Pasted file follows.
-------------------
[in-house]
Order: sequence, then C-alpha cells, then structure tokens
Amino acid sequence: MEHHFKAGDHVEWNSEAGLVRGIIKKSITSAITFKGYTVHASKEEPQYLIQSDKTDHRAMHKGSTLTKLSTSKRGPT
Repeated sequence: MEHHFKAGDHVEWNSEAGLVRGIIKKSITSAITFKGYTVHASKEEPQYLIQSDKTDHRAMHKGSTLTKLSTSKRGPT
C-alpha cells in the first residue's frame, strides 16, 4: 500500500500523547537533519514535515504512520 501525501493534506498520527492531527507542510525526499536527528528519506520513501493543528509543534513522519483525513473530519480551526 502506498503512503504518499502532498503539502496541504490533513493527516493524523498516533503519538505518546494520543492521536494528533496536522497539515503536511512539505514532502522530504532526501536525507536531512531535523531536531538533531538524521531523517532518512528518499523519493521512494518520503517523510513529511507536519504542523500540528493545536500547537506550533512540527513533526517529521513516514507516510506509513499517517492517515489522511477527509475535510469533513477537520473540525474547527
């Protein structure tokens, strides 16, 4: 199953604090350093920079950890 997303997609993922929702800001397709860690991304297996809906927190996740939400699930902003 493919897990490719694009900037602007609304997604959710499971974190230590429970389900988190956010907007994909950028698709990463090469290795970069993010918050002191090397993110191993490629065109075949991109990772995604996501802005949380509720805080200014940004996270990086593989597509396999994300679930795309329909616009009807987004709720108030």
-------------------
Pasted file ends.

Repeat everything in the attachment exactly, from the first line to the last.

[in-house]
Order: sequence, then C-alpha cells, then structure tokens
Amino acid sequence: MEHHFKAGDHVEWNSEAGLVRGIIKKSITSAITFKGYTVHASKEEPQYLIQSDKTDHRAMHKGSTLTKLSTSKRGPT
Repeated sequence: MEHHFKAGDHVEWNSEAGLVRGIIKKSITSAITFKGYTVHASKEEPQYLIQSDKTDHRAMHKGSTLTKLSTSKRGPT
C-alpha cells in the first residue's frame, strides 16, 4: 500500500500523547537533519514535515504512520 501525501493534506498520527492531527507542510525526499536527528528519506520513501493543528509543534513522519483525513473530519480551526 502506498503512503504518499502532498503539502496541504490533513493527516493524523498516533503519538505518546494520543492521536494528533496536522497539515503536511512539505514532502522530504532526501536525507536531512531535523531536531538533531538524521531523517532518512528518499523519493521512494518520503517523510513529511507536519504542523500540528493545536500547537506550533512540527513533526517529521513516514507516510506509513499517517492517515489522511477527509475535510469533513477537520473540525474547527
């Protein structure tokens, strides 16, 4: 199953604090350093920079950890 997303997609993922929702800001397709860690991304297996809906927190996740939400699930902003 493919897990490719694009900037602007609304997604959710499971974190230590429970389900988190956010907007994909950028698709990463090469290795970069993010918050002191090397993110191993490629065109075949991109990772995604996501802005949380509720805080200014940004996270990086593989597509396999994300679930795309329909616009009807987004709720108030």